Friday, October 30, 2009

Joe Calzaghe: Best of the Era

I posted earlier this year about what a great loss to boxing the retirement of Oscar De Lahoya had been. I have failed to mention the retirement of who I believe was the greatest pound for pound boxer of my time, Joe Calzaghe. He retired in early 2009, but I held out hope he would do what all boxers seem to do: unretire. I have given up hope.

Calzaghe retired undefeated with the vast majority of his wins coming at the Super Middleweight level. And while this is not the level that one typically thinks of when he thinks of great boxers, Calzaghe owned it, nay, dominated it. He retired at a clean 46-0 and this includes winning a unification bout with then undefeated Mikkel Kessler. It is still the only loss on Kessler’s record. This fight, which Calzaghe won comfortably is a perfect example of how great he was. Kessler, who had never been defeated, said this afterward: “his punches weren’t particularly hard but it was confusing when he hit you twenty times.” Calzaghe’s hands were the quickest I have seen for a man his size and that includes Mike Tyson. Calzaghe was amazing. In the Kessler bout, CompuBox registers 1,010 punches thrown by Calzaghe doubling his opponent.

The real shame is that the broader audience never really got to enjoy Calzaghe because it was not until the end of his career did he venture out of his weight class for the big money fights. I remember how much Bernard Hopkins was celebrated when he defended his title 20 times. Calzaghe defended his 21 times. Third highest total in history for any weight class. Oh yeah, Calzaghe beat Hopkins a few years ago as well. Hopkins was dominated by Calzaghe in the middle and late rounds hitting Hopkins (according to CompuBox) more than any other fighter Hopkins had ever faced. Calzaghe never got tired. Never.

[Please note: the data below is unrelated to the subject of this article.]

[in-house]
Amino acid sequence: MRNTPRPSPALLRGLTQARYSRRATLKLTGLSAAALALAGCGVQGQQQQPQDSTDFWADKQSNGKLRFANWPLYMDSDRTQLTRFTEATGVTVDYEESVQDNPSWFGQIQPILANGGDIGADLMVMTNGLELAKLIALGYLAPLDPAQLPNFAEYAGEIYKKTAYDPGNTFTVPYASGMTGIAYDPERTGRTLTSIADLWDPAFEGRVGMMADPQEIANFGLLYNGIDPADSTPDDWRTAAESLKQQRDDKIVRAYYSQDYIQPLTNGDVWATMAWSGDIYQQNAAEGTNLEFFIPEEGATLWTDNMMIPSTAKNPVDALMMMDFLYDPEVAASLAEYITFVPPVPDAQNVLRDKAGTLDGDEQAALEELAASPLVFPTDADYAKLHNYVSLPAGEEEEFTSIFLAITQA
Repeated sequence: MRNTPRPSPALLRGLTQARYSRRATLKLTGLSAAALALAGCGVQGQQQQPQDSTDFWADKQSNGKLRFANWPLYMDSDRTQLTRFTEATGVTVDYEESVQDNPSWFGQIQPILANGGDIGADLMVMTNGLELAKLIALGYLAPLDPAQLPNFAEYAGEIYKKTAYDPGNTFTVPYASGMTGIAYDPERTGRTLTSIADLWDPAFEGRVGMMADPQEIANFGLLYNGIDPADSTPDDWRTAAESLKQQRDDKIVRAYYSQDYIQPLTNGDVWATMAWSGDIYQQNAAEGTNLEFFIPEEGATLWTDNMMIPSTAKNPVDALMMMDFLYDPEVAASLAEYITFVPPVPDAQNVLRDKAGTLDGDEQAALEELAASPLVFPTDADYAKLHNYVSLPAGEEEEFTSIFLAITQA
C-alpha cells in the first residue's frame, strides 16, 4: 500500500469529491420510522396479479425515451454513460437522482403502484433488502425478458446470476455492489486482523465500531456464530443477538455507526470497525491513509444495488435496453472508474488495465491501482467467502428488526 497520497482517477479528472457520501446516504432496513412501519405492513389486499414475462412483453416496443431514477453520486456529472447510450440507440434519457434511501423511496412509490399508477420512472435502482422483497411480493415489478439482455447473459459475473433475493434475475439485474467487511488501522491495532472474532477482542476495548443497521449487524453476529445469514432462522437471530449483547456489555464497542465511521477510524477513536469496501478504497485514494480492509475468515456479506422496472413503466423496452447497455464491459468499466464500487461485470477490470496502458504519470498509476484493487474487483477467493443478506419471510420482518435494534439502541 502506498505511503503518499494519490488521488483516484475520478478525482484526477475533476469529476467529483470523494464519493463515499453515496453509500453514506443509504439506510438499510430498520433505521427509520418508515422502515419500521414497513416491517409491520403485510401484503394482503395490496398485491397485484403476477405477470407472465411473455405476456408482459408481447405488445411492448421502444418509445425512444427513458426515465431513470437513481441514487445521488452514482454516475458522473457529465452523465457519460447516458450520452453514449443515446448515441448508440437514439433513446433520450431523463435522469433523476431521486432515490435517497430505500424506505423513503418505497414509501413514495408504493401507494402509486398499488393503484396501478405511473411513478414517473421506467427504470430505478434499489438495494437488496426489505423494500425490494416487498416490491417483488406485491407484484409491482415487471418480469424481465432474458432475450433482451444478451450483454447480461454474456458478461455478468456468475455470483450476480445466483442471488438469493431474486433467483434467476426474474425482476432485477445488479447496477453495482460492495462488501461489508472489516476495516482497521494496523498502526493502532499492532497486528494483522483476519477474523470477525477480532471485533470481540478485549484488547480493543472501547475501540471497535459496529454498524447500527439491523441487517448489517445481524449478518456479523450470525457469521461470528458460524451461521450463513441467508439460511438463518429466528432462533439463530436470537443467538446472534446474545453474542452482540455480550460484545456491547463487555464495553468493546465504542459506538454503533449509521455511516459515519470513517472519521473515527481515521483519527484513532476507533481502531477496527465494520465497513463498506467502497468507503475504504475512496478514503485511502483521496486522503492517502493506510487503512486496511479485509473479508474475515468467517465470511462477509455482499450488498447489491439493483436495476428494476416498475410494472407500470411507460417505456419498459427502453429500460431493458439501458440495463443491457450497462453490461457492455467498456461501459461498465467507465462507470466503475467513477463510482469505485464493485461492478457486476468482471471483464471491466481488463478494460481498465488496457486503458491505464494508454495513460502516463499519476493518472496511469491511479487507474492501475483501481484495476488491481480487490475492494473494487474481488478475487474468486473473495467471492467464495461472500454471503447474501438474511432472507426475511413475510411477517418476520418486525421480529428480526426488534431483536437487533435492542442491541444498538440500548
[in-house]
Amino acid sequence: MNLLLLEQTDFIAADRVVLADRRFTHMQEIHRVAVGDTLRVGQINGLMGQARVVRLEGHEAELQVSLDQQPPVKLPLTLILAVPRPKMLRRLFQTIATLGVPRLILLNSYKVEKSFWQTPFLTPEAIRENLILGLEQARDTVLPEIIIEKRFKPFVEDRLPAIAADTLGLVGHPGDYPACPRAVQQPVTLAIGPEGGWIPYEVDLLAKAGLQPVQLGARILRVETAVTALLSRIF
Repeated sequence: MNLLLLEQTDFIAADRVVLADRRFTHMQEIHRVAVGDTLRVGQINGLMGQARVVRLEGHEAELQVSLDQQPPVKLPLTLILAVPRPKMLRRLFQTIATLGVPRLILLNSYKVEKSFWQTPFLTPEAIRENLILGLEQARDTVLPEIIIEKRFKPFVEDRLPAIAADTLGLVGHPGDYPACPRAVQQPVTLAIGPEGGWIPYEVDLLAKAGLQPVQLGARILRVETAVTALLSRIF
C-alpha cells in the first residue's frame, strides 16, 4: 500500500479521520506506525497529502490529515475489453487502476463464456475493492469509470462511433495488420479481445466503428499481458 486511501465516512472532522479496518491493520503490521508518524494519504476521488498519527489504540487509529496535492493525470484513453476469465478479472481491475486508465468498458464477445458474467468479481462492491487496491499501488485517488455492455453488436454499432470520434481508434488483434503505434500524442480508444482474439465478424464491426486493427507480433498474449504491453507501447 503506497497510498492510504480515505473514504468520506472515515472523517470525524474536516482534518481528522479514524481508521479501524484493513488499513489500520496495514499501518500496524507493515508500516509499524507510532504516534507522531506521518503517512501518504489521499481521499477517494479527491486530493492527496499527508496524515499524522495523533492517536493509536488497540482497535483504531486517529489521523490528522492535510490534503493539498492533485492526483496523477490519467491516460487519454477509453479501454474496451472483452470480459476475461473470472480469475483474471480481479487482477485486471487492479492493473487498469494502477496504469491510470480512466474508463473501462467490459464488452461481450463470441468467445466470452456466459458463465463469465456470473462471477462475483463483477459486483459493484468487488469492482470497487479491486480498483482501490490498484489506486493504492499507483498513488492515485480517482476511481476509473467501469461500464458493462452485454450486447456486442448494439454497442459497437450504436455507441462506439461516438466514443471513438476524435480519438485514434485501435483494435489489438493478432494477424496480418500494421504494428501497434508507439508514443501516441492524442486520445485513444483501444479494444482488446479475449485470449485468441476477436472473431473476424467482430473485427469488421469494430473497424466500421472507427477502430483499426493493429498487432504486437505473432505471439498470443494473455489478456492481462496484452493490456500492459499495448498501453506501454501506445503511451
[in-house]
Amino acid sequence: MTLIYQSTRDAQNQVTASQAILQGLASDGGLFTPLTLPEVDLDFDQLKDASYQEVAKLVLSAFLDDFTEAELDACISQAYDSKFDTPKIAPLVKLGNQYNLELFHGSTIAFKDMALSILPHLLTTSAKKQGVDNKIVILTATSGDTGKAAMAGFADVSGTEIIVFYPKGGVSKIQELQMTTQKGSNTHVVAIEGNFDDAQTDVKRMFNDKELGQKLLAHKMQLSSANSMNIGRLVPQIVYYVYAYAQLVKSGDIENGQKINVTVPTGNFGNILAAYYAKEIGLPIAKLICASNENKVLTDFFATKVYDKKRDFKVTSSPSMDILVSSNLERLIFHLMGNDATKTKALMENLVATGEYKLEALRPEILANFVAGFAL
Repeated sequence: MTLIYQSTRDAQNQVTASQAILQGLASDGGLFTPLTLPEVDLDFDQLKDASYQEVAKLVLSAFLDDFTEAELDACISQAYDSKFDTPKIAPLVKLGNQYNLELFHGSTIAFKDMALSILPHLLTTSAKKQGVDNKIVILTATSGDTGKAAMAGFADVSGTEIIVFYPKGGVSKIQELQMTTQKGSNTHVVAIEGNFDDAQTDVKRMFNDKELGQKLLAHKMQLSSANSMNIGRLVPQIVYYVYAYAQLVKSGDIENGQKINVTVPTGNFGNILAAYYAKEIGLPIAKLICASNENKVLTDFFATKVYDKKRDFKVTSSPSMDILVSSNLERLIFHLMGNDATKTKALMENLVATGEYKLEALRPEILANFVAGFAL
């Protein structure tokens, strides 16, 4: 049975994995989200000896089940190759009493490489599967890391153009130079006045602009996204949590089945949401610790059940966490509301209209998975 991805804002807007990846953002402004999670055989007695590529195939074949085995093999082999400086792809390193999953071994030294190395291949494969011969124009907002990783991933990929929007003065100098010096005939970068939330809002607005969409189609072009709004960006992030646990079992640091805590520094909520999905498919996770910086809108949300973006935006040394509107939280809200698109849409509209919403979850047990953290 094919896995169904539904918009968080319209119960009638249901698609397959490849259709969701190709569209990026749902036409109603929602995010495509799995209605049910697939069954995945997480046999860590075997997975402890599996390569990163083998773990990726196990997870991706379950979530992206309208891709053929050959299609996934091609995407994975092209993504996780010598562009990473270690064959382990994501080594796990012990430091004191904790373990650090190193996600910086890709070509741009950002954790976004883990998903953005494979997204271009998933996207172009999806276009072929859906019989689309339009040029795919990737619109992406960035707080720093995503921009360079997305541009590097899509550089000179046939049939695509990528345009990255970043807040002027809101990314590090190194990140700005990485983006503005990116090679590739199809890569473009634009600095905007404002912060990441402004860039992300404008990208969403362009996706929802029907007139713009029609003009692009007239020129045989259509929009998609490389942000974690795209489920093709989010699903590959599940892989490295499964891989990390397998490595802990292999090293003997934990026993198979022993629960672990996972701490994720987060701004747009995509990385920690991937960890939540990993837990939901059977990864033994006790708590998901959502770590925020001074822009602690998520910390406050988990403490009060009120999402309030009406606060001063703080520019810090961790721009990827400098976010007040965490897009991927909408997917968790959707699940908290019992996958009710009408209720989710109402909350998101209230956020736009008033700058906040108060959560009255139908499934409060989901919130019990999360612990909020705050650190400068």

Calzaghe ended his career by beating an other big name: Roy Jones Jr. He too was battered by Calzaghe.

Some complain that Calzaghe did not have those mega-fights. But that was because the American superstars would not travel to England, and Calzaghe focused on defending his own title rather than jumping weight classes for pay days. He was stripped of his title (IBF only) when he went for a pay day against Peter Manfedo Jr. I watched that fight and it was a joke. I do think the ref stopped it early and that Manfredo was not real hurt. But even after only two rounds there was no way to justify Manfredo being in the same ring with Calzaghe. Calzaghe beat all the big names that came to him. Not just Hopkins and Jones Jr., but also the ones that were big names until he crushed them. Jeff Lacy was a heavy favorite before he was dispatched. He beat former champions Chris Eubank, Charles Brewer, and Robin Reid, and while an amateur Calzaghe apparently beat Chris Byrd, who would go on to be the World Heavyweight Champion.

Calzaghe was just a great fighter. He threw punches, and then threw more punches, and probably threw some punches you missed because they were that fast. I like Joe, followed his career, and now I am going to miss him. So will boxing.


GB said...

I would be reluctant to call Calzaghe "the best of his era". His division was quite weak, he got lucky draw against Reid, and his two best wins are past prime Hopkins and shot Roy Jones.